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Augmented Humanity. Preparing for a Virtual World.

Augmented Humanity. Preparing for a Virtual World.

Summary:

When it comes to the future of Extended Reality (XR) we need to consider the ethical and moral consequences of using such a powerful technology. With unprecedented real-world applications, XR has the power to enhance large swathes of the business world, from medical innovation, training, education to retail shopping and competitive gaming. For businesses looking […]

When it comes to the future of Extended Reality (XR) we need to consider the ethical and moral consequences of using such a powerful technology.

With unprecedented real-world applications, XR has the power to enhance large swathes of the business world, from medical innovation, training, education to retail shopping and competitive gaming. For businesses looking to enter the XR space, understanding those technologies, regulation and respect for consumer data will be pivotal to success.

Brands should not underestimate the power of public perception, nor should they ignore the difficult conversations that must be had.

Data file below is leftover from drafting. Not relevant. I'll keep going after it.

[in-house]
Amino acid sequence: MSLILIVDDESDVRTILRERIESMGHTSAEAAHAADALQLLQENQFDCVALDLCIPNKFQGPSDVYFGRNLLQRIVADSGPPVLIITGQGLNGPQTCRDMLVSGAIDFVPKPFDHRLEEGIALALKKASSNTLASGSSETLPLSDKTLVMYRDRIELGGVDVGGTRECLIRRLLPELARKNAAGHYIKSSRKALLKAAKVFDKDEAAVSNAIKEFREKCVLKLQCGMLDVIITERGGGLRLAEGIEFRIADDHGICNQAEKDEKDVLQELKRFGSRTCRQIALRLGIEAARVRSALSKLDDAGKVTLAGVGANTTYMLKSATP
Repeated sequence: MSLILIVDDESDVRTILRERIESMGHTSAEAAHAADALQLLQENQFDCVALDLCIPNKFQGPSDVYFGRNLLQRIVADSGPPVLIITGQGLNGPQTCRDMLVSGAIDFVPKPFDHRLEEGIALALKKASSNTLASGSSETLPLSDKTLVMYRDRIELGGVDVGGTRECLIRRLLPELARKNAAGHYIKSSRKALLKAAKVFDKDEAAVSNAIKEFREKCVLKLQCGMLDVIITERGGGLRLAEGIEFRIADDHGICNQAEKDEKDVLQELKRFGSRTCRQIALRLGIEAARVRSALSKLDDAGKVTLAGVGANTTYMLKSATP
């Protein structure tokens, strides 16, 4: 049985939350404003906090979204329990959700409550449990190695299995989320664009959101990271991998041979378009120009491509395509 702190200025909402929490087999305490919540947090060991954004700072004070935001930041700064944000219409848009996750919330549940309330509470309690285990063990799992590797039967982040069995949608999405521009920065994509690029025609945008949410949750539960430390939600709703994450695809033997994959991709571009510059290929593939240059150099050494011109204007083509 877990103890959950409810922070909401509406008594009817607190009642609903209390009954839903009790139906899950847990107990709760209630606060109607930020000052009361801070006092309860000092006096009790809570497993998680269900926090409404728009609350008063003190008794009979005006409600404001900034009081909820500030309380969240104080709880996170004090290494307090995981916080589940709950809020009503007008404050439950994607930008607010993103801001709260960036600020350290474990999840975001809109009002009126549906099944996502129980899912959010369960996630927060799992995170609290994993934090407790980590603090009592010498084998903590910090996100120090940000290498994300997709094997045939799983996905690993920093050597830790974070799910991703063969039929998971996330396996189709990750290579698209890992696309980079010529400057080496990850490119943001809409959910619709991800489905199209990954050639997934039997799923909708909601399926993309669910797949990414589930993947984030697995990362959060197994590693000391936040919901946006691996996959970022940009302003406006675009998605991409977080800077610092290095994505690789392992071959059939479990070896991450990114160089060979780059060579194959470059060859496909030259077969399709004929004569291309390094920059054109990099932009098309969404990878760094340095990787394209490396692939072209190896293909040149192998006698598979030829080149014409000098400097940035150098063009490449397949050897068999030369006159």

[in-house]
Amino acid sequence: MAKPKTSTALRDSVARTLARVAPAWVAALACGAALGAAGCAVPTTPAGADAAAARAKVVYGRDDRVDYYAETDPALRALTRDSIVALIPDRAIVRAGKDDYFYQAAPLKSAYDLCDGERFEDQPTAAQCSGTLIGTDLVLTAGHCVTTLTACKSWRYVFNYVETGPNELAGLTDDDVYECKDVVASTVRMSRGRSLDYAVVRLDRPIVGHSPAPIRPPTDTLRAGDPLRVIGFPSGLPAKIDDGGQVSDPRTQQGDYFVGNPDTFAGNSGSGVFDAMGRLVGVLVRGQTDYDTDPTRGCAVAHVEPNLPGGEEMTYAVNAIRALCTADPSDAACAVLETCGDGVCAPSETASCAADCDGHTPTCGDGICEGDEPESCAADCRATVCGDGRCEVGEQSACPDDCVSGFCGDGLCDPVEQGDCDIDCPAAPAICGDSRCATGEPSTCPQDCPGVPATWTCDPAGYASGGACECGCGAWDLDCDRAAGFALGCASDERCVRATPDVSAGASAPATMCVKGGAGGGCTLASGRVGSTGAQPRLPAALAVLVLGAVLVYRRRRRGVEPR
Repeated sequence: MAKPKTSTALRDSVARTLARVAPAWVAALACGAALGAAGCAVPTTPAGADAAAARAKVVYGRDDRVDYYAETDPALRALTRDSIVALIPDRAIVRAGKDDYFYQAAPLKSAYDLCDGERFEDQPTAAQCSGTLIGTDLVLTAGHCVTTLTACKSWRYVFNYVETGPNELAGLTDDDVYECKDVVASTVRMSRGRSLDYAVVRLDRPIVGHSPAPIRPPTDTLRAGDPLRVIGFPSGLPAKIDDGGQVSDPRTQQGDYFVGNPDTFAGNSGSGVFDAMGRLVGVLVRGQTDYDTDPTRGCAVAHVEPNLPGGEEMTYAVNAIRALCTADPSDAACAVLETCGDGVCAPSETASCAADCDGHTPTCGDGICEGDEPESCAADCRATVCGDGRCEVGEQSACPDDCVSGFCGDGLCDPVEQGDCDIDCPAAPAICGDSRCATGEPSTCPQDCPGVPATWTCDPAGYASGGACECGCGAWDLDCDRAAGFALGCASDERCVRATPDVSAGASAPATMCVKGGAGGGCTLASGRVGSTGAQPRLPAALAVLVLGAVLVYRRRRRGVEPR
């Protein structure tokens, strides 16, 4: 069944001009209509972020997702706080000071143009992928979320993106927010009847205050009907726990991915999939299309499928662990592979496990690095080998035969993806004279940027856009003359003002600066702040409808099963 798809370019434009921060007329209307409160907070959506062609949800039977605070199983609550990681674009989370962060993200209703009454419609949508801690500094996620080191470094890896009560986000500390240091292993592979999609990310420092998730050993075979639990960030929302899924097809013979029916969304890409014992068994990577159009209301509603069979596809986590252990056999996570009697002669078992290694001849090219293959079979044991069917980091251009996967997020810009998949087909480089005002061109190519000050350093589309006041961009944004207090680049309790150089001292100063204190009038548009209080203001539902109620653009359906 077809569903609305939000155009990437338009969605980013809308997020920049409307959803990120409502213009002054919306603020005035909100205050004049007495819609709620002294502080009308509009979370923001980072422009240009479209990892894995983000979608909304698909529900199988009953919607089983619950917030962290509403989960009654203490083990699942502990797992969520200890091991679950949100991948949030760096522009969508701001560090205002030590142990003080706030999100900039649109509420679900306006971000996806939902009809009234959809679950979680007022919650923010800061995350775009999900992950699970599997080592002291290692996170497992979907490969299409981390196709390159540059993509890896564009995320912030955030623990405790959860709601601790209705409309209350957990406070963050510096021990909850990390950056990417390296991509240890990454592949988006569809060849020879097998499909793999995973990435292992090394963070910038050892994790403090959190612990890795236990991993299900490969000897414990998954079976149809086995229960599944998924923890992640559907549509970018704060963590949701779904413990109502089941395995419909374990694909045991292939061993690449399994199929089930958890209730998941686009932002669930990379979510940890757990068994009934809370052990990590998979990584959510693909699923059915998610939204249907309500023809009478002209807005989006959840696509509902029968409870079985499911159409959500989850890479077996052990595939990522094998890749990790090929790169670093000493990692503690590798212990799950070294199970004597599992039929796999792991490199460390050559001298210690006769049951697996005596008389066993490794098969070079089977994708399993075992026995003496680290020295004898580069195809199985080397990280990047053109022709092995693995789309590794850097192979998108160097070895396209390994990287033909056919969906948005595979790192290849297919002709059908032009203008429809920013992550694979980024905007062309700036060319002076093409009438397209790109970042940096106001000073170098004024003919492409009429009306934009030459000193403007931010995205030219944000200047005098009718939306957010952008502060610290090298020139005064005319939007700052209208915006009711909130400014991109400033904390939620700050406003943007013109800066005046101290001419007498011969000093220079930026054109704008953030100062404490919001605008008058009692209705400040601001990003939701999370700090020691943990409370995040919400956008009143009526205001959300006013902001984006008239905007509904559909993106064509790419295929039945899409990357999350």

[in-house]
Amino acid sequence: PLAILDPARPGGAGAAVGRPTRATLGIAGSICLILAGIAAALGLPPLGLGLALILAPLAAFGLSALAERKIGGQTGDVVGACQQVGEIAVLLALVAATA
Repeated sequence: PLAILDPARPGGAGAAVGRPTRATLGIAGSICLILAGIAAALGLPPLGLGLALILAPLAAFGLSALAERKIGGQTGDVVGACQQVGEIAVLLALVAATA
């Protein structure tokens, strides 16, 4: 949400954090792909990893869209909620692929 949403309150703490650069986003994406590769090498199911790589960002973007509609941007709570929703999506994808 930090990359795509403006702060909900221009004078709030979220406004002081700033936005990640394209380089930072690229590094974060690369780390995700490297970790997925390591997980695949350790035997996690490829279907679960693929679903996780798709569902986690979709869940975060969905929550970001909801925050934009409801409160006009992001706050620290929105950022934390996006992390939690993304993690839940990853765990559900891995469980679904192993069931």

Doubt, mistrust and uncertainty

In the wake of widespread data scandals and the abuse of consumer records, many shoppers have grown wary of tech companies. Likewise, new technologies have a tendency of arousing consumer suspicions and trepidations.

 According to research from PWC, 94% of businesses consider data on customer and client preferences as critical or important, but just 8% of consumers trust retailers with their data. It’s no surprise, then, that Facebook ranked dead last on AdWeek’s list of ‘how much do consumers trust the world’s 100 biggest brands.’

With the XR market share set to grow by 800% to $215 billion in the next 3-5 years, now is the time to consider the moral and ethical ramifications of using this technology.

In one of my articles, I compared XR to smartphone revolution. When you think about it it’s the right analogy. Smartphones change the way we live, consume, market and socialize. Now – think of XR which is 10x much more immersive and could be 10x more intrusive in our lives.